Thrust Areas

Nanomaterials

The multidisciplinary Nanomaterials Thrust is focused on the study of matter at dimensions of roughly 1 to 100 nanometers. Unique phenomena occur in these size scales that can be exploited in novel applications. Nanomaterials are currently used in a wide array of applications including in bumpers on cars, paints, and coatings to protect against corrosion, protective and glare-reducing coatings for eyeglasses and cars, metal-cutting tools, sunscreens and cosmetics, tennis balls, tennis racquets, stain-free clothing, burn and wound dressings, inks, and automotive catalytic converters. In the future it is anticipated that nanomaterials will allow major advances in high energy density rechargeable batteries, improved low-cost solar cells, commercially viable fuel cells, more energy efficient catalysts, high-strength structural materials for aerospace applications, faster and more efficient semiconductor electronics, and improved methods for treating diseases by targeting diseased tissue.

Nanotechnology is a major thrust at UT Austin with over 100 faculty involved. The Texas Materials Institute and the Center for Nano- and Molecular Science and Technology provide critical infrastructure and modern equipment for conducting interdisciplinary nanomaterials research. The Nanomaterials Thrust within the Graduate Program in Materials Science and Engineering offers a powerful opportunity for multidisciplinary research by fostering collaborations across eight academic departments ranging from chemistry to mechanical engineering. Doctoral students in MS&E participate in the Center’s Graduate Portfolio Program in Nanotechnology to further enhance their educational opportunities.

MS&E students who select the Nanomaterials Thrust will take a sequence of courses from basic to advanced designed to educate them in the fundamentals of materials science as well as critical skills in processing, characterization and applications of nanomaterials.

More information on Graduate Program faculty research in Nanomaterials

Clean Energy Materials

Rapid depletion of fossil fuels and growing environmental concerns make energy one of the greatest challenges facing humankind in the 21st century. The Clean Energy Materials Thrust is focused on the design and development of high-performance materials for alternative energy technologies and developing a fundamental understanding of their structure-property-performance relationships. The thrust includes materials for fuel cells, lithium-ion batteries, supercapacitors, photovoltaics, solar energy conversion, thermoelectrics, and hydrogen production and storage. The research activities include materials design, chemical synthesis, nanomaterials, advanced materials characterization, prototype energy storage/conversion device fabrication and evaluation, and computational modeling of materials and processes. Some of the researchers in this thrust are also affiliated with UT Austin’s Electrochemical Energy Laboratory.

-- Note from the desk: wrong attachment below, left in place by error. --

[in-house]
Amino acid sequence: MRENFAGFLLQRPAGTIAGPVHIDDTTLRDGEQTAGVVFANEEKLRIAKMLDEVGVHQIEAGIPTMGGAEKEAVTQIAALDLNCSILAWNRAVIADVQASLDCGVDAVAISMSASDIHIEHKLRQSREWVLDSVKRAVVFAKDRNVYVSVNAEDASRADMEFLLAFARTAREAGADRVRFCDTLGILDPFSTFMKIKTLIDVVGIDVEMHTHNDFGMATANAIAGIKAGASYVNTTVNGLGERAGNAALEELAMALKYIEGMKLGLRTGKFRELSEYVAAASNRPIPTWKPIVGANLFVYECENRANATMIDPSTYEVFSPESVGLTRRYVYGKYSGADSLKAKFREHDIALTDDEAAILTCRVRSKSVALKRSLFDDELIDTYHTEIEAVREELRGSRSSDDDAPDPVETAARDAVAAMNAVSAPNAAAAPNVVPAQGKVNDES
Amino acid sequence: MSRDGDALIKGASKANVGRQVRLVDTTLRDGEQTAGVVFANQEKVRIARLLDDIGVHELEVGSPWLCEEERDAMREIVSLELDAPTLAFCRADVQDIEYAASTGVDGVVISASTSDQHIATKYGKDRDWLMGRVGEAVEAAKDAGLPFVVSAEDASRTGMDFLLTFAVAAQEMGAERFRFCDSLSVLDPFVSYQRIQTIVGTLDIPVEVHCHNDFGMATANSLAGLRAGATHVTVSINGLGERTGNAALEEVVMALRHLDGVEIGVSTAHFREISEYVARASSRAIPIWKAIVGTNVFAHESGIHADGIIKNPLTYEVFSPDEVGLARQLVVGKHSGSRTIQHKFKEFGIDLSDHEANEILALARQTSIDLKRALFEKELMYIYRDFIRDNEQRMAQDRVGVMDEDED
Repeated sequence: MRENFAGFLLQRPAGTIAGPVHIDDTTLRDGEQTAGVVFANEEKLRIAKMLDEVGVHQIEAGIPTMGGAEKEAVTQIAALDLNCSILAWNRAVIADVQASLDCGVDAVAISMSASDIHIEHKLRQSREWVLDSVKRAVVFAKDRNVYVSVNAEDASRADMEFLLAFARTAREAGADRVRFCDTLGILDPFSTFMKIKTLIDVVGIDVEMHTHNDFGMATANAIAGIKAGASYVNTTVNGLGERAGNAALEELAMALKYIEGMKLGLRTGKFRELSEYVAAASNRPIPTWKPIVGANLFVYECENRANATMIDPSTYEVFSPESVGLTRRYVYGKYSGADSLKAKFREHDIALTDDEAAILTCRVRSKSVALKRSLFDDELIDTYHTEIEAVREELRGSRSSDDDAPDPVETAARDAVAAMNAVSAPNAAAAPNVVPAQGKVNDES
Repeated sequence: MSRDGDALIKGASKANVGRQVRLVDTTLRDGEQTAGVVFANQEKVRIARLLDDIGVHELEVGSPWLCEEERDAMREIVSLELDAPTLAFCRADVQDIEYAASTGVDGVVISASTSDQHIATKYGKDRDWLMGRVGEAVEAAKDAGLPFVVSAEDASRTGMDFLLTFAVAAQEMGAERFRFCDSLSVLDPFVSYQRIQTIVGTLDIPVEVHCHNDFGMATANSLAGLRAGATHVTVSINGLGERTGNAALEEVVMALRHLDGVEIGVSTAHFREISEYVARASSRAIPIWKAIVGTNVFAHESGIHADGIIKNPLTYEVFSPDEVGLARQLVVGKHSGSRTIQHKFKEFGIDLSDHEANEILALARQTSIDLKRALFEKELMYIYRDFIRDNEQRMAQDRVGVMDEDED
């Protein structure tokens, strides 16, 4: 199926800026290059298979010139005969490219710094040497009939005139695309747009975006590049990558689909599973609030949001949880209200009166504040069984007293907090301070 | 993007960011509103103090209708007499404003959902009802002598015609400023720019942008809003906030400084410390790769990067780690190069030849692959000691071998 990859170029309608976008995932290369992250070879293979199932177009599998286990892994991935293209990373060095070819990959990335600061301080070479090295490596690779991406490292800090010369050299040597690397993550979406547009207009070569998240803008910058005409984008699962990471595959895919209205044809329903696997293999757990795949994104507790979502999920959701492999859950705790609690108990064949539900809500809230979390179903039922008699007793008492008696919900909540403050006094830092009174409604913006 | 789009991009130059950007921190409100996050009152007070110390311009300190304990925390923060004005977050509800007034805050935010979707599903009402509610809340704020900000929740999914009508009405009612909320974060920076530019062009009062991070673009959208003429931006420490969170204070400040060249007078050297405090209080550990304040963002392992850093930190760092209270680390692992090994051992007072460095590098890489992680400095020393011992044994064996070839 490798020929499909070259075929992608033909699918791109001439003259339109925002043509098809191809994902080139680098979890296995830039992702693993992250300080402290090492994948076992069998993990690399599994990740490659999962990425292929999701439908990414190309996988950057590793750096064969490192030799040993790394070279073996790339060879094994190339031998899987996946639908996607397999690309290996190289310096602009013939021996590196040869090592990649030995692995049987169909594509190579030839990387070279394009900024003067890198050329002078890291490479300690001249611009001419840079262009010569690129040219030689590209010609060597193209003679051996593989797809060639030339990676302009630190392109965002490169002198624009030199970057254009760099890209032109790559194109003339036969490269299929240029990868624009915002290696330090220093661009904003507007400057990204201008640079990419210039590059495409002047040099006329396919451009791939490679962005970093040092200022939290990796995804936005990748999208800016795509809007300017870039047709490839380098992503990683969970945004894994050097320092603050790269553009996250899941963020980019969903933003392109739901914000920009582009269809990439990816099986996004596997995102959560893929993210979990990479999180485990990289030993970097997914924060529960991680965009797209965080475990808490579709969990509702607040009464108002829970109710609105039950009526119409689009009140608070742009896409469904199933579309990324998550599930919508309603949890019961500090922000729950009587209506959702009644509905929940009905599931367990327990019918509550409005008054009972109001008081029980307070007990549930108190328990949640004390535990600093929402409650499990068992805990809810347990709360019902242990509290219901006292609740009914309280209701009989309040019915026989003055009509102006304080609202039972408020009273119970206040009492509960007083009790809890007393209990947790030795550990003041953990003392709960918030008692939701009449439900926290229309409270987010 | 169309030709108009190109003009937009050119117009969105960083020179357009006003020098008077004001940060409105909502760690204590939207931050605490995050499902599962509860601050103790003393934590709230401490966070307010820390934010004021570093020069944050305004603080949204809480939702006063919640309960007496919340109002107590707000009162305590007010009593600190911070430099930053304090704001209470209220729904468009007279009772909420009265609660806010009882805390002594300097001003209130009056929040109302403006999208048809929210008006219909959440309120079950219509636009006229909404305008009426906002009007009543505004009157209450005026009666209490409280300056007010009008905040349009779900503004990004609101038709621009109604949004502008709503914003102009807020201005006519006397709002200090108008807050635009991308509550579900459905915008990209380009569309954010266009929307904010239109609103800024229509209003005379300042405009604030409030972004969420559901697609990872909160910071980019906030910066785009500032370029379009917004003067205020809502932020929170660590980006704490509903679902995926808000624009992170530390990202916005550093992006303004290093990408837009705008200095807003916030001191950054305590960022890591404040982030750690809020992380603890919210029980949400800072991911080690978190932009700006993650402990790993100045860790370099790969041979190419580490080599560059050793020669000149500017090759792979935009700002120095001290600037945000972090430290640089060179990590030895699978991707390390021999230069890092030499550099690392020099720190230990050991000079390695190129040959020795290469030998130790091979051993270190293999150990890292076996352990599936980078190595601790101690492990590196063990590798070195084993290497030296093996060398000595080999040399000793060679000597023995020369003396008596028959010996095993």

MS&E students who select the Clean Energy Materials Thrust will take a sequence of courses to develop skills and knowledge in the areas of materials design, chemical synthesis, processing, characterization, device fabrication, and performance evaluation.

More information on Graduate Program faculty research in Clean Energy Materials

General Materials

Faculty and students pursue a wide range of active research topics within the MS&E program. Examples of some of these topic areas include: design, synthesis, characterization and processing, and manufacturing of new or improved metallic, polymeric, ceramic and composite materials for structural, microelectronic, biological, magnetic, dielectric and optical applications. This thrust area is designed to educate students in a broad range of topics and prepare them for research in these areas.

To ensure that students are prepared for Materials Science and Engineering courses, we require that students complete deficiency and core courses prior to taking advanced level courses.

More information on Graduate Program faculty research in General Materials